Currently, the company’s total air volume for shipments from points between U.S. and international destinations and between points within the U.S. is about 1.2 million shipments a day. Deutsche Post said that figure will drop to about 100,000 shipments a day after the changes go through. The air volume figures do not include packages that do not start or end in the U.S.

Avondale Partners analyst Donald Broughton noted that while DHL’s announcement does not directly kill the deal with UPS, he thinks termination will be an end result.

“I think a lot of observers, myself included, knew the largest value of that contract (between DHL and UPS) was going to be on the first day, and it was going to dwindle very quickly thereafter,” Broughton said. “This just accelerates that process.”

Edward Jones analyst Dan Ortwerth said Deutsche Post’s decision changes the scope of a potential DHL-UPS deal, but doesn’t necessarily kill it.

“I don’t see any motivation for UPS to outright walk away,” Ortwerth said. “UPS is in the stronger position, and I’m sure at the bargaining table they will protect their own interests plenty well.”

Broughton said that while both UPS and FedEx stand to gain as DHL pulls back its U.S. service offering, FedEx will likely have the upper hand in gaining a broader share of the market in both domestic ground and air express shipments.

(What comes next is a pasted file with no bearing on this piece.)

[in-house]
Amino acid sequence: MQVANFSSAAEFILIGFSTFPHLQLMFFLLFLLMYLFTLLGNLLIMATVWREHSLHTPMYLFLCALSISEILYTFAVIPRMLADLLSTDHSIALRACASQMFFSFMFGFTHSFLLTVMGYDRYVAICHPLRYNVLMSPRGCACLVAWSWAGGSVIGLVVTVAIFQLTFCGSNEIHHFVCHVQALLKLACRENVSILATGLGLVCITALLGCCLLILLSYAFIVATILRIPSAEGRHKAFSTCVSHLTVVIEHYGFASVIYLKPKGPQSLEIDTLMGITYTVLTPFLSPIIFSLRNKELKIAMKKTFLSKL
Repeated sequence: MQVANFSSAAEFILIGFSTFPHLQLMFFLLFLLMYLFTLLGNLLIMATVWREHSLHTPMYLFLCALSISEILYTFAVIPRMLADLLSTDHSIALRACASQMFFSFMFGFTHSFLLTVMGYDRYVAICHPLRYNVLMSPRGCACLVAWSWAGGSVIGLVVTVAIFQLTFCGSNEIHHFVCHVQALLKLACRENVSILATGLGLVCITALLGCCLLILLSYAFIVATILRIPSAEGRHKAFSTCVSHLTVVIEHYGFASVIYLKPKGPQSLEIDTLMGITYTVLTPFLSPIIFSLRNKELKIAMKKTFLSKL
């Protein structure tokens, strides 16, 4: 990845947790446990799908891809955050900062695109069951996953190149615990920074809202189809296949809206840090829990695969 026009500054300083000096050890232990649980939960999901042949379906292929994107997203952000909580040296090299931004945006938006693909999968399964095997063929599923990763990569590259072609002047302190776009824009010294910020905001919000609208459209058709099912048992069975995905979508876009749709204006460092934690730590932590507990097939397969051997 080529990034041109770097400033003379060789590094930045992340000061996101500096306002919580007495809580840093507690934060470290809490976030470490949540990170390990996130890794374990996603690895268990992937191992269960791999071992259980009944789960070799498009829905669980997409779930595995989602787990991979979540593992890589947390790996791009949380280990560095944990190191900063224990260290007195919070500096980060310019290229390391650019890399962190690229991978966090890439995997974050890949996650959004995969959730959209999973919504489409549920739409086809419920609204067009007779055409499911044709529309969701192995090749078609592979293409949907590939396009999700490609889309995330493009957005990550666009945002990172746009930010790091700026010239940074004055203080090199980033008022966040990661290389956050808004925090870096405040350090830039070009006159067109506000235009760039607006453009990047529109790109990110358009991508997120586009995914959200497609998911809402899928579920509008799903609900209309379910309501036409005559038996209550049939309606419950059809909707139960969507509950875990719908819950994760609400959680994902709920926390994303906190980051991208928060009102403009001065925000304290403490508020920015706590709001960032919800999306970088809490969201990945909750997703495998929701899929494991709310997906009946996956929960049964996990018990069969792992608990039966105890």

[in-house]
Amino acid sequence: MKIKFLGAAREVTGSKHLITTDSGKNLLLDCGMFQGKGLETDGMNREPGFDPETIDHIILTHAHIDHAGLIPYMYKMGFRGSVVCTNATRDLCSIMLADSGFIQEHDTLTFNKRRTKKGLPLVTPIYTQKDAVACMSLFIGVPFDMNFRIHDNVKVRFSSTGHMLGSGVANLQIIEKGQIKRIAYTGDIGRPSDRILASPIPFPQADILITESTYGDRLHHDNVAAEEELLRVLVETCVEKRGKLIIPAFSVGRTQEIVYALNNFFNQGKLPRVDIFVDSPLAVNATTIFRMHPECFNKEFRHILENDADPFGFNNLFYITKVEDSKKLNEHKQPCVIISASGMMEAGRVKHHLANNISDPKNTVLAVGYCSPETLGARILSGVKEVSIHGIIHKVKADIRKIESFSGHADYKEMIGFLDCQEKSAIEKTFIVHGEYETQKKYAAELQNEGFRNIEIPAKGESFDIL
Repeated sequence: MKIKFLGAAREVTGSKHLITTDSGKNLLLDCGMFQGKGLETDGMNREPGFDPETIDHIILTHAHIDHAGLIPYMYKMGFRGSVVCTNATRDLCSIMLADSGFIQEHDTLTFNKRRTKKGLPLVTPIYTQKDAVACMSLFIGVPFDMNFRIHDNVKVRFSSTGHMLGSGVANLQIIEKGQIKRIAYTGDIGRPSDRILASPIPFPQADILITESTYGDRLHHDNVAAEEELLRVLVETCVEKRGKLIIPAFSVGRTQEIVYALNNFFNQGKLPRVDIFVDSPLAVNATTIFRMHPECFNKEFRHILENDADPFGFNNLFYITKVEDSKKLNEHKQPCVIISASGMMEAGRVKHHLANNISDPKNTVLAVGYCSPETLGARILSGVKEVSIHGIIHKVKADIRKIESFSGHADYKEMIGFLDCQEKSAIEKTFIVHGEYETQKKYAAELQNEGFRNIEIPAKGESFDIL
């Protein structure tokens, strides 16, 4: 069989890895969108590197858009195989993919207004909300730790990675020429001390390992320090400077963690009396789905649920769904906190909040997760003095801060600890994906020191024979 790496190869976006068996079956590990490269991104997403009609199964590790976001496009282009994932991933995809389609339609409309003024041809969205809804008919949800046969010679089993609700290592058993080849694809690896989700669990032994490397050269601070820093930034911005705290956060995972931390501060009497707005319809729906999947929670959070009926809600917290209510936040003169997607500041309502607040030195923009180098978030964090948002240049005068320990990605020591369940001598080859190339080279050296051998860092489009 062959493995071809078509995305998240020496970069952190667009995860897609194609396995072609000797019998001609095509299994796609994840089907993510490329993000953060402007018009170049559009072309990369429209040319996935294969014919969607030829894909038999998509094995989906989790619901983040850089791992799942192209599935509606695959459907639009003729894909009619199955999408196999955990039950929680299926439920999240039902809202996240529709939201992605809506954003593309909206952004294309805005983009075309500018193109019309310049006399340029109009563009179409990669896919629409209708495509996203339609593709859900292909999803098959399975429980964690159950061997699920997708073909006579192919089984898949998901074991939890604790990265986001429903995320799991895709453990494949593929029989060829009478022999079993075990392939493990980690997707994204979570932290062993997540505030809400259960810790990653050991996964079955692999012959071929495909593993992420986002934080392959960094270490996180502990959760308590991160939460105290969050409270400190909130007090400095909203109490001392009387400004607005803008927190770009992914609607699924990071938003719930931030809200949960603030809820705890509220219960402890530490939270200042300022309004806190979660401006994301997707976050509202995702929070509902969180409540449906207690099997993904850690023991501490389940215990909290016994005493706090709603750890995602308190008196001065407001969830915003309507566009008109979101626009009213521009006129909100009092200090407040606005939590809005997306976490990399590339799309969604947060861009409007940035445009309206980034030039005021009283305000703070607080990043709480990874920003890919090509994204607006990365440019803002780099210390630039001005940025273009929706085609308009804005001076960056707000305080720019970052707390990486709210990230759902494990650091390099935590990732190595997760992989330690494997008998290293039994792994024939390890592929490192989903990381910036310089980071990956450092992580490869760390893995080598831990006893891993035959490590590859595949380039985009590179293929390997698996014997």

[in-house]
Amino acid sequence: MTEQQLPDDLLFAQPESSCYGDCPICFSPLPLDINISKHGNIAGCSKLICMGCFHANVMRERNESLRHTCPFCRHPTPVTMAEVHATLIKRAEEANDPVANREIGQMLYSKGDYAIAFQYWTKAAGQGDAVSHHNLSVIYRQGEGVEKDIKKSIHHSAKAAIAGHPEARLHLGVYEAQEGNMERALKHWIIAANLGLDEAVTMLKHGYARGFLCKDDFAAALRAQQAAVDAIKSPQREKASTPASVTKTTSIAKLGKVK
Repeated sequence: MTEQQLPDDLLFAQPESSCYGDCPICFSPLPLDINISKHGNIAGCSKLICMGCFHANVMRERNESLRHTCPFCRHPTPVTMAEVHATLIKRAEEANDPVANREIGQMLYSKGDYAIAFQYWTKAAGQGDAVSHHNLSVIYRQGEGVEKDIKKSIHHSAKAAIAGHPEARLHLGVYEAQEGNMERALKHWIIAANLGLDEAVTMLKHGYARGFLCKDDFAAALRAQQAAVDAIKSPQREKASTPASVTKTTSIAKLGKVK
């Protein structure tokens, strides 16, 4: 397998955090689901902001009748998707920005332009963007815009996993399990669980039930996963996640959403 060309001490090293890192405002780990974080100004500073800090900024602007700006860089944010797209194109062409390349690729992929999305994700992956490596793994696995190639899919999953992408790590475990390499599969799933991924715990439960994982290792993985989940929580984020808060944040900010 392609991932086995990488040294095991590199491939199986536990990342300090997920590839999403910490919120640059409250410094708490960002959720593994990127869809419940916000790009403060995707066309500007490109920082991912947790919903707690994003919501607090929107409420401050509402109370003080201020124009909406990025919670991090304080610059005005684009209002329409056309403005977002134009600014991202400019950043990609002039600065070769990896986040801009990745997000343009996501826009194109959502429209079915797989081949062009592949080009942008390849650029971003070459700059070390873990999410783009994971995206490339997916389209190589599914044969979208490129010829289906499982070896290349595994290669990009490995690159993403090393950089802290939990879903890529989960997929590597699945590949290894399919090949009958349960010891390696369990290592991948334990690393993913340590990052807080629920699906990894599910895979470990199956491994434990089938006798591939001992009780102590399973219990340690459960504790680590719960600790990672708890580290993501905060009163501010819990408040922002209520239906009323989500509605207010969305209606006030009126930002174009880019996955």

The analyst notes that FedEx has a ground network roughly one-third the size of UPS, which will allow it to grow business incrementally compared to its chief rival if both companies share the new business equally.

And FedEx’s extensive air network will allow it to more easily expand and take more business, he said.

DHL’s air and ground operations produced $3.4 billion in revenue last year.

“This a nice piece of the market for UPS and FedEx to play jump ball with,” he said. “Overall this environment is very challenging, and this has been a positive in a sea of negative.”

But although there are major near-term advantages, Broughton said the biggest benefits might be seen in the long run.

“The real upside might be two, three or four years down the road, when the economy is feeling better and FedEx and UPS are able to raise prices, because they won’t have another competitor nipping at their heels,” he said.